Title Transfer New Mexico

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If you’re transferring ownership of a vehicle in New Mexico, you’ll need to complete a title transfer. You can do this at your local DMV or through a third-party privatized DMV location.
Buying or selling a vehicle isn’t as simple as just handing over the keys. To make the sale official, you must transfer the title to the new owner. This usually involves some basic paperwork, a visit to the DMV, and a small fee.
Nevertheless, it can be a bit of a tedious process—and you need to get it right to be compliant with the state DMV and the law. Here, the car insurance comparison and broker app Jerry is breaking down everything you need to know about title transfer in New Mexico.

What is a title transfer?

A car title determines who owns a vehicle—so if you’re transferring the title, it means you’re transferring ownership of the car. This process includes steps for both the seller and the buyer. 
  • The seller must sign the title to release ownership of the vehicle 
  • The buyer must take the signed title to the DMV to get a new title and complete vehicle registration
Each state has a unique process for title transfers. In some cases, you might require a bill of sale or transfer of ownership form. Many states require you to disclose the vehicle sales price and provide a current odometer reading, too.

Who does the title transfer?

Responsibility for completing the title transfer varies depending on where you’re buying or selling your car.
For private purchases, the buyer and seller must do the title transfer. If you’re going through a car dealership, they will take care of the paperwork and the buyer will receive the vehicle title from the DMV by mail.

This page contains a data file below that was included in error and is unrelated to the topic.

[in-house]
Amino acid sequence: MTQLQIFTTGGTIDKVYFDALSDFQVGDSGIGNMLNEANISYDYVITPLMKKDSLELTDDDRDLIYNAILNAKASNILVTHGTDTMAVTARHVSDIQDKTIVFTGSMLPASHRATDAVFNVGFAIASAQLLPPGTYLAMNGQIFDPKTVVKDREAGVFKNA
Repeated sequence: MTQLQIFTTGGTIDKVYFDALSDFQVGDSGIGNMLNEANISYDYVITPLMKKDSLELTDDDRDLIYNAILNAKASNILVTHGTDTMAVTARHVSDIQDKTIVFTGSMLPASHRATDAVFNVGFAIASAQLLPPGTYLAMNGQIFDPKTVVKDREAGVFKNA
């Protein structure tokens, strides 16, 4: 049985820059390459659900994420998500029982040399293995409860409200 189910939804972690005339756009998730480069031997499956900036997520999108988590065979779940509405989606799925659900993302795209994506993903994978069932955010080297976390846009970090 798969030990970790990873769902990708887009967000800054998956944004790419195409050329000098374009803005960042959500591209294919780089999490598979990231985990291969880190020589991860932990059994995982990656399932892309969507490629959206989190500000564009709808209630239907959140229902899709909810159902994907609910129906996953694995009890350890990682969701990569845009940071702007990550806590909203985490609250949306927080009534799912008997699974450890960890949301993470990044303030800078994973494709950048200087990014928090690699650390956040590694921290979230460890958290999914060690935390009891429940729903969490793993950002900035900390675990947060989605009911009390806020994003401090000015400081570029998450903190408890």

Reasons for a title transfer

The most common reasons for doing a title transfer are a change of residency or buying or selling a car. But there are other reasons you might need to transfer vehicle ownership:
  • Donating a vehicle
  • Gifting a vehicle
  • Inheriting a vehicle
  • Paying off a vehicle loan
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Car title transfer in New Mexico

In New Mexico, the vehicle buyer can complete a title transfer online through the DMV Virtual Office. It must be done within 30 days of the change of ownership if you buy in-state or 90 days if you buy out-of-state.
Here’s what you need:
  • The original or certified copy of the bill of sale or dealer’s invoice
  • A valid New Mexico driver’s license or state-issued ID—if you don’t have a NM license or your license address isn’t updated, you’ll need two proofs of New Mexico residency
  • Proof of insurance
  • Lienholder information
  • Proof of passed emissions inspection, if moving to Bernalillo County
  • Payment for the titling fee
  • Your vehicle, if registering an out-of-state vehicle
Note that you cannot bring highlighted documents as they will not be accepted.

Registering a car in New Mexico

After a title transfer, you’ll need to register the vehicle. Registration is proof that you can legally drive on the streets and is done annually. 
In New Mexico, Registration fees for passenger vehicles are based on the weight and model year of the vehicle, ranging from $27.00 to $62.00 for one year or $54.00 to $124.00 for two years.
Other fees may apply based on the type of vehicle, license plate type, county of residence, or driving record. 

Finding insurance for your vehicle

Title transfer or not, before you can get behind the wheel of your new (or new-to-you) vehicle, you’ll need car insurance. 
Jerry is the super app that helps you save time and money on your car expenses, including insurance. 
Jerry will browse quotes from dozens of insurance companies to find the best deals on the coverage you need. And once you pick a policy, Jerry handles all the paperwork, phone calls, and even monitors your rate to ensure you’re always renewing at the best price.
The average Jerry user saves $879 per year on their insurance!
“I’m young and just got my first car, so choosing an insurance company for the first time was scary. My friend recommended this app to me and Jerry made everything simple! I put in my info and got something more affordable than what I expected for my age!” —Leslie T.
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FAQs

A title transfer is more challenging if the vehicle is still financed. You’ll need to call your lender and ask how to sell a car that has a loan and how the transaction should be handled.
The title will have a line that says “seller’s signature.” If two people are on the title, then both will need to sign on the same line. There is a separate line for the buyer’s signature.

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